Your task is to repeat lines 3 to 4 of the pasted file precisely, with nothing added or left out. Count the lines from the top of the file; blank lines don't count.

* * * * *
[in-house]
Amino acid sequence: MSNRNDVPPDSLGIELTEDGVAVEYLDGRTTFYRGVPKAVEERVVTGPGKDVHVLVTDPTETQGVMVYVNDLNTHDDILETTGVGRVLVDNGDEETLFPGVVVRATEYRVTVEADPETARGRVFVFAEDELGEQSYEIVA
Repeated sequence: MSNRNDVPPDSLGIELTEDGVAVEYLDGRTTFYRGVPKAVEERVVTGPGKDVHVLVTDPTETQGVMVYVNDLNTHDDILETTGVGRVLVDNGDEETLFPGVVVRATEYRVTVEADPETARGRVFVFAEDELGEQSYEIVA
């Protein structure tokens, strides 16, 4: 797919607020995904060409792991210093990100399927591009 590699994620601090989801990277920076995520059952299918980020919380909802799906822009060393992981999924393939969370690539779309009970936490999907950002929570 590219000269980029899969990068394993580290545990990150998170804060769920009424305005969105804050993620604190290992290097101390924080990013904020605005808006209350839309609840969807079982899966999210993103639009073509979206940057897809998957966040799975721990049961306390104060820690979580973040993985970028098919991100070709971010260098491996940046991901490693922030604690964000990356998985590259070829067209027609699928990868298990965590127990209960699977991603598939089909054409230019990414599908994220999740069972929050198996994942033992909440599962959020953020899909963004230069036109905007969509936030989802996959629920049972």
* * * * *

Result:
Repeated sequence: MSNRNDVPPDSLGIELTEDGVAVEYLDGRTTFYRGVPKAVEERVVTGPGKDVHVLVTDPTETQGVMVYVNDLNTHDDILETTGVGRVLVDNGDEETLFPGVVVRATEYRVTVEADPETARGRVFVFAEDELGEQSYEIVA
């Protein structure tokens, strides 16, 4: 797919607020995904060409792991210093990100399927591009 590699994620601090989801990277920076995520059952299918980020919380909802799906822009060393992981999924393939969370690539779309009970936490999907950002929570 590219000269980029899969990068394993580290545990990150998170804060769920009424305005969105804050993620604190290992290097101390924080990013904020605005808006209350839309609840969807079982899966999210993103639009073509979206940057897809998957966040799975721990049961306390104060820690979580973040993985970028098919991100070709971010260098491996940046991901490693922030604690964000990356998985590259070829067209027609699928990868298990965590127990209960699977991603598939089909054409230019990414599908994220999740069972929050198996994942033992909440599962959020953020899909963004230069036109905007969509936030989802996959629920049972």